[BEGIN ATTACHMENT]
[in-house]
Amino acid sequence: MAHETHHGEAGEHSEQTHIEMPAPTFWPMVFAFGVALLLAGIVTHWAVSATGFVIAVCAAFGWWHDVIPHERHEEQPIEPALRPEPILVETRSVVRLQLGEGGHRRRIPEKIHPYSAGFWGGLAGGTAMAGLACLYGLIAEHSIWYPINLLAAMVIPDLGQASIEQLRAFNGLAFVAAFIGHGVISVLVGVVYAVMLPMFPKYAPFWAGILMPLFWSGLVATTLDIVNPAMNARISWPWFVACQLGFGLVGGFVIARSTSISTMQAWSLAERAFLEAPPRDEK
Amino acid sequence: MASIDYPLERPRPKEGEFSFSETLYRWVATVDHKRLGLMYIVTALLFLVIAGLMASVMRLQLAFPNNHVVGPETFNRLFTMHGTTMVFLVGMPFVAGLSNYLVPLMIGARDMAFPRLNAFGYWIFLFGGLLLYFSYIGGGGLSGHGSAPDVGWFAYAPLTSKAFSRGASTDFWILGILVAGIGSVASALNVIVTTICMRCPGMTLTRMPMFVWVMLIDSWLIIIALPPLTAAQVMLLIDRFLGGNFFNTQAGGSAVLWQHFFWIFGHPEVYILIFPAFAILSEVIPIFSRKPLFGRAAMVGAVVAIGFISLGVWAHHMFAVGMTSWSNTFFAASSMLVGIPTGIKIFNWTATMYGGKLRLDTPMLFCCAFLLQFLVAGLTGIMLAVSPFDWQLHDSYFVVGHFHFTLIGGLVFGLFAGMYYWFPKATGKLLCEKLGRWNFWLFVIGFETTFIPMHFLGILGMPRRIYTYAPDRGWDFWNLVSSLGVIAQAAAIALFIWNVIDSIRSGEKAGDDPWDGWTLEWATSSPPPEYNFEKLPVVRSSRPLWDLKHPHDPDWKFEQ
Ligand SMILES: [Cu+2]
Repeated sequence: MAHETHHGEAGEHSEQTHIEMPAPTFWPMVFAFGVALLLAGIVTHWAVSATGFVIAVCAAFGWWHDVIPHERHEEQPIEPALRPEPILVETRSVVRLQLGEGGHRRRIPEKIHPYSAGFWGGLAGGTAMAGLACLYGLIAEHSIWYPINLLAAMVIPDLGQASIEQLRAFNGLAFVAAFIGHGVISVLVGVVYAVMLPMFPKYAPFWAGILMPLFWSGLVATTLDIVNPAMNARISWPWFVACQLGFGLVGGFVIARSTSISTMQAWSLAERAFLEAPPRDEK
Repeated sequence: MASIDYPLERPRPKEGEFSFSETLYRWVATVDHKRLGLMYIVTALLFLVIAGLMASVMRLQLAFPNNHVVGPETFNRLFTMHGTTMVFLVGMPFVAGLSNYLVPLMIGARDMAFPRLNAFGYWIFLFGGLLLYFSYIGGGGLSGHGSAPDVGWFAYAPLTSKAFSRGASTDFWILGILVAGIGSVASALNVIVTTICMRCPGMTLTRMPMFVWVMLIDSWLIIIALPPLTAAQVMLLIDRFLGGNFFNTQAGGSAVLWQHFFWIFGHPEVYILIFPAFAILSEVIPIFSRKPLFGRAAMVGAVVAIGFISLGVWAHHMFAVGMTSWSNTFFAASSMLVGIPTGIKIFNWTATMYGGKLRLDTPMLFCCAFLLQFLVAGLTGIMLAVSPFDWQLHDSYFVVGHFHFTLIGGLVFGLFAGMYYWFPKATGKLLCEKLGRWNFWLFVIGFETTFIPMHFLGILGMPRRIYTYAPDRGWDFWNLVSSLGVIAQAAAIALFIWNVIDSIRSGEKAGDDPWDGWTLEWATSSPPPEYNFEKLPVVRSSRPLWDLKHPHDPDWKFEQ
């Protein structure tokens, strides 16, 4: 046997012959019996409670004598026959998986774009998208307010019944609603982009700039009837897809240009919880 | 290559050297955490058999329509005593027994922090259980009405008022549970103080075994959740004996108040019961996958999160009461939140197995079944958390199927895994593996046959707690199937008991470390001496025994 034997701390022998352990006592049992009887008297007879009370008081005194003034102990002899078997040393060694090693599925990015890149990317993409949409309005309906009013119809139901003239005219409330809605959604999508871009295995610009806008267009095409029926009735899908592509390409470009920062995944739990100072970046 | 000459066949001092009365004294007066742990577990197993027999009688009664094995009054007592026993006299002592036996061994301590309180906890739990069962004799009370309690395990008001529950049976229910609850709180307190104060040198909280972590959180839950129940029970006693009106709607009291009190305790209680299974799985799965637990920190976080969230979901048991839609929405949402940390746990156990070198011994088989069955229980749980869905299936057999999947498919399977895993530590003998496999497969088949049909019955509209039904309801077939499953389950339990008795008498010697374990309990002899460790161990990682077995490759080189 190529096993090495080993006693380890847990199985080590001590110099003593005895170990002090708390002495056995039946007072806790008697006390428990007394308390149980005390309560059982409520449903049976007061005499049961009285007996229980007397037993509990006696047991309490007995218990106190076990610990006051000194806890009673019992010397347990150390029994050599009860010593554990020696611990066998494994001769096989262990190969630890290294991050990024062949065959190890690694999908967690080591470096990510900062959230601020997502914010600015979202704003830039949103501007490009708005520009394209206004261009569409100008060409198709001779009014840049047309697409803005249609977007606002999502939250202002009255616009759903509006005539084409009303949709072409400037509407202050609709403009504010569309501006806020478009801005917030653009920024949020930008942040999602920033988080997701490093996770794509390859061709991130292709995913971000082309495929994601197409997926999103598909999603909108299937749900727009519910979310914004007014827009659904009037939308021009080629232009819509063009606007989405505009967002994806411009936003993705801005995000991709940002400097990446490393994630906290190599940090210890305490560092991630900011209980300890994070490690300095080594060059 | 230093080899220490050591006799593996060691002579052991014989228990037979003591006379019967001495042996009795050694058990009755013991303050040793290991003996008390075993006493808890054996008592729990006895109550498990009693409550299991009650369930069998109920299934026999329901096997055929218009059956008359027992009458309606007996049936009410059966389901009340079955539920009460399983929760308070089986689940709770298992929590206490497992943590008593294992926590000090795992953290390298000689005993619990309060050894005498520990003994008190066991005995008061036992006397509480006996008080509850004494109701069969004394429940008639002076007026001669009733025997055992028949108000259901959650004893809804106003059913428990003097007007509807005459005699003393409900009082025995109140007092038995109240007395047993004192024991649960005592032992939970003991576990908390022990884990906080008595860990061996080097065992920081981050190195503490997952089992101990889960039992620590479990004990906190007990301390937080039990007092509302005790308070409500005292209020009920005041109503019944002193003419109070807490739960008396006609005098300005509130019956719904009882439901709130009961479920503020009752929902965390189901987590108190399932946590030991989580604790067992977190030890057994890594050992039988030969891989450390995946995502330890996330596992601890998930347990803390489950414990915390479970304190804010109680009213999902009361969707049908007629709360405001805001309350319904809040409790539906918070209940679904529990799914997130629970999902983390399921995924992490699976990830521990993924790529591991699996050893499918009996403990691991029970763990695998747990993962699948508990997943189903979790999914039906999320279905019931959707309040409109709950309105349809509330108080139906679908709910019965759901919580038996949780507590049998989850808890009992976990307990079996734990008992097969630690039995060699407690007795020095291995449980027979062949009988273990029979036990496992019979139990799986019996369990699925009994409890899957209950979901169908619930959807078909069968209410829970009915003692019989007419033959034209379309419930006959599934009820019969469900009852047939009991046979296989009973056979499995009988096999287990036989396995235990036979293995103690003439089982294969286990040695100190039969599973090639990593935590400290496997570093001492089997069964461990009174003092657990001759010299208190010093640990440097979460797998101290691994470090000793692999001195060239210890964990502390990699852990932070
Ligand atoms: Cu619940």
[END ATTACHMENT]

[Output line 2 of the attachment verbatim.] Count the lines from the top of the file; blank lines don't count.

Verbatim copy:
Amino acid sequence: MAHETHHGEAGEHSEQTHIEMPAPTFWPMVFAFGVALLLAGIVTHWAVSATGFVIAVCAAFGWWHDVIPHERHEEQPIEPALRPEPILVETRSVVRLQLGEGGHRRRIPEKIHPYSAGFWGGLAGGTAMAGLACLYGLIAEHSIWYPINLLAAMVIPDLGQASIEQLRAFNGLAFVAAFIGHGVISVLVGVVYAVMLPMFPKYAPFWAGILMPLFWSGLVATTLDIVNPAMNARISWPWFVACQLGFGLVGGFVIARSTSISTMQAWSLAERAFLEAPPRDEK